What’s New in Autism Research—The Latest Findings

World Autism Day

Friday, April 2, is World Autism Awareness Day. Established by the United Nations in 2007, World Autism Day is observed around the globe every year on April 2.

In 2020, the Centers for Disease Control and Prevention reported that one in 54 children has been diagnosed with an autism spectrum disorder (ASD). Given those sky-high ratios, it’s no wonder that scientists are hard at work seeking answers to the many questions surrounding this mysterious condition. While they’re far from having all the answers, new research about ASD is emerging all the time.

We’ve searched the internet to compile a list of some of the latest and most compelling research studies to come out in the past year. Here’s what we discovered.

1. There’s a possible link between repetitive behaviors and gastrointestinal upset
Many children with autism exhibit repetitive behaviors such as hand flapping and rocking. A new study by researchers at Ohio State University College of Public Health published in the journal Autism, found a positive relationship between these behaviors and GI symptoms.  According to Payal Chakraborty, a graduate student at The Ohio State University College of Public Health who led the study: “After accounting for each associated behavioral symptom domain, repetitive behaviors and stereotypies were positively associated with gastrointestinal symptom severity.” Significantly, the same study found that GI symptoms did not correlate with the social and emotional problems typically associated with autism.

2. Treatment Intensity and styles showed little difference in outcomes
A study published in the Journal of the American Academy of Child and Adolescent Psychiatry looked at whether toddlers with autism assessed in four areas —autism symptom severity, expressive communication, receptive language, and nonverbal ability — responded more favorably to naturalistic developmental/behavioral treatment or discrete trial teaching. The study also tested whether symptoms responded better to 15 vs. 25 hours of intervention per week. The study found that “neither treatment style nor intensity had overall effects on child outcomes in the 4 domains examined.”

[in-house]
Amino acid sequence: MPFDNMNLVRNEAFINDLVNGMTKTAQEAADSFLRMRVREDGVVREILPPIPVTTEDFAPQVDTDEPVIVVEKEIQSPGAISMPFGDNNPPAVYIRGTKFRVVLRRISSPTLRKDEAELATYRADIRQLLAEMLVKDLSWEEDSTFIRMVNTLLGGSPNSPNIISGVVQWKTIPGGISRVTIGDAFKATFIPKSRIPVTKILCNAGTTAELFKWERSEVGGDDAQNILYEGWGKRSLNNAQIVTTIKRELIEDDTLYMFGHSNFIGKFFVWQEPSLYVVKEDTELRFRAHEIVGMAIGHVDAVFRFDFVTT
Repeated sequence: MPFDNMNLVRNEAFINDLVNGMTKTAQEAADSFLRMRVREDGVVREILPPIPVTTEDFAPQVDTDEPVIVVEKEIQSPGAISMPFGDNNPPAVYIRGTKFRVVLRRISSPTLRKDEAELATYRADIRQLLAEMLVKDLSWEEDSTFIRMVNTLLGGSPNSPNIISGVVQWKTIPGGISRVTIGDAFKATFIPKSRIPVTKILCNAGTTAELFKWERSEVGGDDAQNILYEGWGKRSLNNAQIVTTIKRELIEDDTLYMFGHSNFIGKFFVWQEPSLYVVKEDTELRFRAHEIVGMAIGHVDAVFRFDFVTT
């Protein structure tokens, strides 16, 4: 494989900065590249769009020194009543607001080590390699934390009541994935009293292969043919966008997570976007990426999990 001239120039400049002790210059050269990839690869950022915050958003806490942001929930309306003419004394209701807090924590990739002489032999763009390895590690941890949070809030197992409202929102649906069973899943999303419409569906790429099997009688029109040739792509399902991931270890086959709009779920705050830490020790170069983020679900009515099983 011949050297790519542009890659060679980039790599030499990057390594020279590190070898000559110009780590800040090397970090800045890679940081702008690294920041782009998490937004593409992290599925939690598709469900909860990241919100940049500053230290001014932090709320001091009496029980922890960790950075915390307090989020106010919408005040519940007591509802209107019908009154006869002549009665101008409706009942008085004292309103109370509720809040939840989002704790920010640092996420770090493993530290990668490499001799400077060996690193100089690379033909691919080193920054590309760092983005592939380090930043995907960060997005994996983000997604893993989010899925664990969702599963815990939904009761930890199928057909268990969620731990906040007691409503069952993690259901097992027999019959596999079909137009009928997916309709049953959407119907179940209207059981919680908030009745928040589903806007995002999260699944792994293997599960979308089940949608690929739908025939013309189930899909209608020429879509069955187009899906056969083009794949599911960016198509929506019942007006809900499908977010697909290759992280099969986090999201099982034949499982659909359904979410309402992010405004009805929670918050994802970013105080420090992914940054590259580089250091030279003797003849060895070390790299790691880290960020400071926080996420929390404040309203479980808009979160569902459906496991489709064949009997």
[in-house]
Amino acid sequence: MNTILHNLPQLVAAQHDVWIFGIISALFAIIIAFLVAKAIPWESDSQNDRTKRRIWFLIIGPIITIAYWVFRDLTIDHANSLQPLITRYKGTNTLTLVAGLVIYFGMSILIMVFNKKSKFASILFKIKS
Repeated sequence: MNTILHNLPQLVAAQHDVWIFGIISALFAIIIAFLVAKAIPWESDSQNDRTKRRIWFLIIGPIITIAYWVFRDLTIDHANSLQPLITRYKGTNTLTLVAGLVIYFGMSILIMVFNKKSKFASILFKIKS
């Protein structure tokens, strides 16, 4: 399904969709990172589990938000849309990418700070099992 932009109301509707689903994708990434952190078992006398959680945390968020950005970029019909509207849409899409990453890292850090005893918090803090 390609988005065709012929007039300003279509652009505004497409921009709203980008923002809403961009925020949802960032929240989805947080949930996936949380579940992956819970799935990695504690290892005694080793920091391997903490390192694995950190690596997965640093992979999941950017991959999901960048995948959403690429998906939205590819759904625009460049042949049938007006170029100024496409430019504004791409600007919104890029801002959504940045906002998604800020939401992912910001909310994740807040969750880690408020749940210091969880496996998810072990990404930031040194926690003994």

3. Black children wait longer for autism diagnoses
According to an article in the journal Pediatrics, after African American parents express concern about their child’s development, it takes an average of more than three years for them to receive an autism diagnosis. Based on their findings about the disparity between white and Black families seeking diagnoses for their children, study authors called for additional research to be an “immediate public health and research priority.” They said there is an urgent need to “explore the extent to which resolution of health disparities that compromise timely access to effective intervention, can reduce deleterious effects on cognition that disproportionately accompany autism among African American youth.”

4. Certain prerequisites predict positive outcomes for adults with autism
A study in Autism Research found that the trajectory of “more or less” cognitively able adults with autism depends on factors such as “daily living skills, fewer mental health problems, family demographics, and subjective measures of happiness.” These results have important implications for parents of children with autism as they consider their children’s transition from childhood to adulthood.

5. Genetic mutations can provide clues to autism treatment
A study conducted by Dr. Professor Sagiv Shifman from the Life Sciences Institute at the Hebrew University of Jerusalem and the Center for Autism Research, examined how the Pogz gene, a gene widely linked to autism, affected the brains of mice. The study team focused most of its attention on the cerebellum, the part of the brain associated with motor functioning and more recently, with social and cognitive functions. Said the professor: “Our work with this specific gene that we know is connected to autism and significantly impacts on the functioning of the brain provide us with considerable hope that we will be able to develop medicines to assist children with autism.”